The German Chancellor declared that the so-called right of intervention should be inscribed in the EU treaties. If Berlin is successful with this demand, all 27 EU member nations must initiate the ratification processes. Because a clear rejection is to be expected from at least some of the populations - not only the Greek, but, for example, also the British - referenda must be strictly avoided. The German Chancellor once again [3] links Berlin's demands to hardly-veiled threats. Last Wednesday, October 26, 2011, she literally declared in the German Bundestag, "In conclusion, a personal note: No one should believe that another half-century of peace and prosperity in Europe is a matter of course. It is not. And therefore I say, if the Euro fails, Europe fails and that should not be allowed to happen."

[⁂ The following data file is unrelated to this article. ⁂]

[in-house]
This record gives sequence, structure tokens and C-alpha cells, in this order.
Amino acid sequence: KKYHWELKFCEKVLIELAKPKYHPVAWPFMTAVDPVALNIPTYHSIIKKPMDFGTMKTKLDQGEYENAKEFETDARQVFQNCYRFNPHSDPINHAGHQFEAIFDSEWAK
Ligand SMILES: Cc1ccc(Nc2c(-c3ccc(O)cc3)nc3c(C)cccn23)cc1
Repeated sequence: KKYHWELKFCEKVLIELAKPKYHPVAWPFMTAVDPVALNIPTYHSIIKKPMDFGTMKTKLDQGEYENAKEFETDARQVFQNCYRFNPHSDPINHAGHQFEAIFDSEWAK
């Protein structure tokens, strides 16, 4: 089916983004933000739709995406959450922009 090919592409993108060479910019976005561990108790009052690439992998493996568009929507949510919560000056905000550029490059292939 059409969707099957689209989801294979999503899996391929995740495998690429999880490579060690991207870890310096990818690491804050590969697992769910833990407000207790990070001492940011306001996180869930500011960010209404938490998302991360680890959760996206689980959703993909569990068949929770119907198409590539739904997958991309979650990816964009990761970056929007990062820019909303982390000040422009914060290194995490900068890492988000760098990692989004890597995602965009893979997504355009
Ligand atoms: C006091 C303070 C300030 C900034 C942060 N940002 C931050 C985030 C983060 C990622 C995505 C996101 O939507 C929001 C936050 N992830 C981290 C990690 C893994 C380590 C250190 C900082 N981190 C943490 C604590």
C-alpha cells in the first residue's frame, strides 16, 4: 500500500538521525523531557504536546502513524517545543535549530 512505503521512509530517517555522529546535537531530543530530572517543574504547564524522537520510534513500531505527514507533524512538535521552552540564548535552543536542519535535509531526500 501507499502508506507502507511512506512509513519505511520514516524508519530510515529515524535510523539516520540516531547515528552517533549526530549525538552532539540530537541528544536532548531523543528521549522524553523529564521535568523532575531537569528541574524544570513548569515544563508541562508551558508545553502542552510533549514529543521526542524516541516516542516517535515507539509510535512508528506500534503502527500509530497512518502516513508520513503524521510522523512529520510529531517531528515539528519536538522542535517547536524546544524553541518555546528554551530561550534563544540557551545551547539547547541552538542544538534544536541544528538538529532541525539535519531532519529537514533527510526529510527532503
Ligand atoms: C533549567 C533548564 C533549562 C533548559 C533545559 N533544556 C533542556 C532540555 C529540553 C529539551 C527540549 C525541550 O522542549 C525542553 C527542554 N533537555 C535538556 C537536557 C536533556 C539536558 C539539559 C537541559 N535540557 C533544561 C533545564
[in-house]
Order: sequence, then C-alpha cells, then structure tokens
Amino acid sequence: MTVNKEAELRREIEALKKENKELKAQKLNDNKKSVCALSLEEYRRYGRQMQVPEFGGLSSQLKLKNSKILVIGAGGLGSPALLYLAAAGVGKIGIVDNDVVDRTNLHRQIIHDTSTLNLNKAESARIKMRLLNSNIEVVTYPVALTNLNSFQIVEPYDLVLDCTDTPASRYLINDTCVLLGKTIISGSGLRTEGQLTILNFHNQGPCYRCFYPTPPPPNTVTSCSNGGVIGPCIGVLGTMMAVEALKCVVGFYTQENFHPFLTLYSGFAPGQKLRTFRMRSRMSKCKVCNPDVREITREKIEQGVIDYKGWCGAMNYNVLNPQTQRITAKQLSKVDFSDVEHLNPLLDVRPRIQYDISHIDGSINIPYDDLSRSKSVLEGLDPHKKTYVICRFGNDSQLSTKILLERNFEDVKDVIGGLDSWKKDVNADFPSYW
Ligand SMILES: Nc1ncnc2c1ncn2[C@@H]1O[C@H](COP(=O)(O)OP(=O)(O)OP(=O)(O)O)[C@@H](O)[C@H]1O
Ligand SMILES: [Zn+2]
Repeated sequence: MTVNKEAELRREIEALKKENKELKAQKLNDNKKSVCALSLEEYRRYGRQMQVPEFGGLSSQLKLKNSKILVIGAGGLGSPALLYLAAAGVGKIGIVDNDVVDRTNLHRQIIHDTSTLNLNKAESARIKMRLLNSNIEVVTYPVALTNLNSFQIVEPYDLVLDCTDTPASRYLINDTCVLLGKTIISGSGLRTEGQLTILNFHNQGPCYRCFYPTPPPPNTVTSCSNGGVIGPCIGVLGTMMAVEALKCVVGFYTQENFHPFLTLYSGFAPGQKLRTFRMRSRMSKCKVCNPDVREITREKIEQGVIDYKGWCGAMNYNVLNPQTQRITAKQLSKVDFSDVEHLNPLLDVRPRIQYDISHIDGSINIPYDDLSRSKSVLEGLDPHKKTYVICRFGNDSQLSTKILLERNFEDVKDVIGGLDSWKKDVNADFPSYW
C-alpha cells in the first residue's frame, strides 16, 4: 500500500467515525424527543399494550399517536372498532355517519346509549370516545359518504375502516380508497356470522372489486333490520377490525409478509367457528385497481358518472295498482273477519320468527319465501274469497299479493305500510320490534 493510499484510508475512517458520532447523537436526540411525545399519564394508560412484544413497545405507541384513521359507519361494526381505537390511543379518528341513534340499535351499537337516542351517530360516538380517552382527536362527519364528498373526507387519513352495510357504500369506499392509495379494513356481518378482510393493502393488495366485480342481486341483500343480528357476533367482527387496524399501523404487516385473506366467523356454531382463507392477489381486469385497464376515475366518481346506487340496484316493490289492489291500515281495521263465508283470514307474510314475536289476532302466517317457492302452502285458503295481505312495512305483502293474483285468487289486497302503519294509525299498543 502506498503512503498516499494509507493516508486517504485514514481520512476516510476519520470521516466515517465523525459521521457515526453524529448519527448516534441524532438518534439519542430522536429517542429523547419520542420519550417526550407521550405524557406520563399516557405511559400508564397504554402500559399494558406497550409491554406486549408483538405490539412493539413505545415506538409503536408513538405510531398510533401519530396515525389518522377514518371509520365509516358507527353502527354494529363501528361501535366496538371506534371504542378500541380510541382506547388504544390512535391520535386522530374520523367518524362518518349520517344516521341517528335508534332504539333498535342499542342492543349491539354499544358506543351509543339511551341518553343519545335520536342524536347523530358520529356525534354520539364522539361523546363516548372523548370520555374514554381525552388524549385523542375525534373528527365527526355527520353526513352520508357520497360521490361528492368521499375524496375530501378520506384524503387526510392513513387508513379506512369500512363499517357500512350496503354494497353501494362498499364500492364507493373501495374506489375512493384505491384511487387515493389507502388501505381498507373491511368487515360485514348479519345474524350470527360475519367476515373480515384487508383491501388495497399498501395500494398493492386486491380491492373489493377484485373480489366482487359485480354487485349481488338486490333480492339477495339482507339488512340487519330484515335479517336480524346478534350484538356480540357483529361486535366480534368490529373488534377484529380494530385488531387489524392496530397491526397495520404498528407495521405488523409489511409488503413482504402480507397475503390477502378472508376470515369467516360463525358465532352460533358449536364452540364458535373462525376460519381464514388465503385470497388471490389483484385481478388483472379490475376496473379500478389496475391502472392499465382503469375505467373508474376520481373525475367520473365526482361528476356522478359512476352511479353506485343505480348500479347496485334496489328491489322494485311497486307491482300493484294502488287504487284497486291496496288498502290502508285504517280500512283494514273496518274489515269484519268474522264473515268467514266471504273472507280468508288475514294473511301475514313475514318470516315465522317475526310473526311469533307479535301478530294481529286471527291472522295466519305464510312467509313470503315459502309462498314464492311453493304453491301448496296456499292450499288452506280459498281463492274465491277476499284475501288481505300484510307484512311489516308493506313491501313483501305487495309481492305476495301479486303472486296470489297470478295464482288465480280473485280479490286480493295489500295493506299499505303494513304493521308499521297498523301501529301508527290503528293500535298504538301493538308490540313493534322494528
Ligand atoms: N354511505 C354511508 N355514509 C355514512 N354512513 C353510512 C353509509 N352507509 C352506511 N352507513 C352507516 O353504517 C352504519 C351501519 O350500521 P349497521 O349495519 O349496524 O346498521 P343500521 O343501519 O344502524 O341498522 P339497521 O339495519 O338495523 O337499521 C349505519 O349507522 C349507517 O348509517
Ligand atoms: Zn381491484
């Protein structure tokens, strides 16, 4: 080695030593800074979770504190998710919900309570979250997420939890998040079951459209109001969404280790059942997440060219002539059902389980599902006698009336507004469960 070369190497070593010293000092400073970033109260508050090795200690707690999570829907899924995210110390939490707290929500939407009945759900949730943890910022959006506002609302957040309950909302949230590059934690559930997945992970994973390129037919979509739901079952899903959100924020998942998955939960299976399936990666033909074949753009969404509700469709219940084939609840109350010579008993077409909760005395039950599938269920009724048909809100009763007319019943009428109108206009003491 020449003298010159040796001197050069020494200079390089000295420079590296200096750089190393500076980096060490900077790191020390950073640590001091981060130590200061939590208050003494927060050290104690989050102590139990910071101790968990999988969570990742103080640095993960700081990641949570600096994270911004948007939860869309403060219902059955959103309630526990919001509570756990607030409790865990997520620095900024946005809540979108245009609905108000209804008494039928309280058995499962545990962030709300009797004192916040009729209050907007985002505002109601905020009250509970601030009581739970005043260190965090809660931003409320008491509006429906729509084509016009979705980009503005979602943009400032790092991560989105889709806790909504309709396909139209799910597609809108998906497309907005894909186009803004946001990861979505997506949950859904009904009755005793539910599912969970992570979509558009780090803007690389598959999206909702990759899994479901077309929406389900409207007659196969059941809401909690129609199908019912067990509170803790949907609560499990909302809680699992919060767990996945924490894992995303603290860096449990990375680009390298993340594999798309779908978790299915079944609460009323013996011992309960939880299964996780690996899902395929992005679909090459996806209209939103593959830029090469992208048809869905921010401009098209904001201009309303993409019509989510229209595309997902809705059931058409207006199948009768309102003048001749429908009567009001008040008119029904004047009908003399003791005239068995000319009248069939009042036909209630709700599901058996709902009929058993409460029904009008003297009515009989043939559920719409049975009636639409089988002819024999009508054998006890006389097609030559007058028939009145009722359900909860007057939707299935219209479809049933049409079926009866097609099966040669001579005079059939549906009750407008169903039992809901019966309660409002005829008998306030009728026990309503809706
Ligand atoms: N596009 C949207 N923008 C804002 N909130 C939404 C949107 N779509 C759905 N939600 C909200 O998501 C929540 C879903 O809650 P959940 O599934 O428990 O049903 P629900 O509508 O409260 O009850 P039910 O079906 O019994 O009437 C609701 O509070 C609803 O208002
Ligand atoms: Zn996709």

The German Eurozone

Alongside plans for budgetary interference, the German government is obviously promoting the transformation of the Eurozone into a future core Europe, boding serious consequences. Already at the Euro Crisis Summit last week, non-Euro countries - including Great Britain and Poland - were excluded from decision making, even though these decisions were very significant for the EU, as a whole. The justification given was that, decisions concerning the Euro could only be made by countries with the Euro. This, according to experts, creates a sort of two-speed Europe. On the one side, one can speak of a "German Eurozone." Berlin is in the process of "becoming the new Brussels." The "German Eurozone" could "turn into a magnet," attracting always more countries, if it moves closer to both fiscal and political union. On the other hand, a second circle is developing, comprised of EU member states without the Euro, whose total disengagement must be prevented. But if one is able to stabilize this second circle, it would then be possible to make things easier for countries such as the Ukraine and Turkey to join the EU.[4] Like, for example, Great Britain and Poland, they would only have insignificant influence on essential decisions made in the "German Eurozone."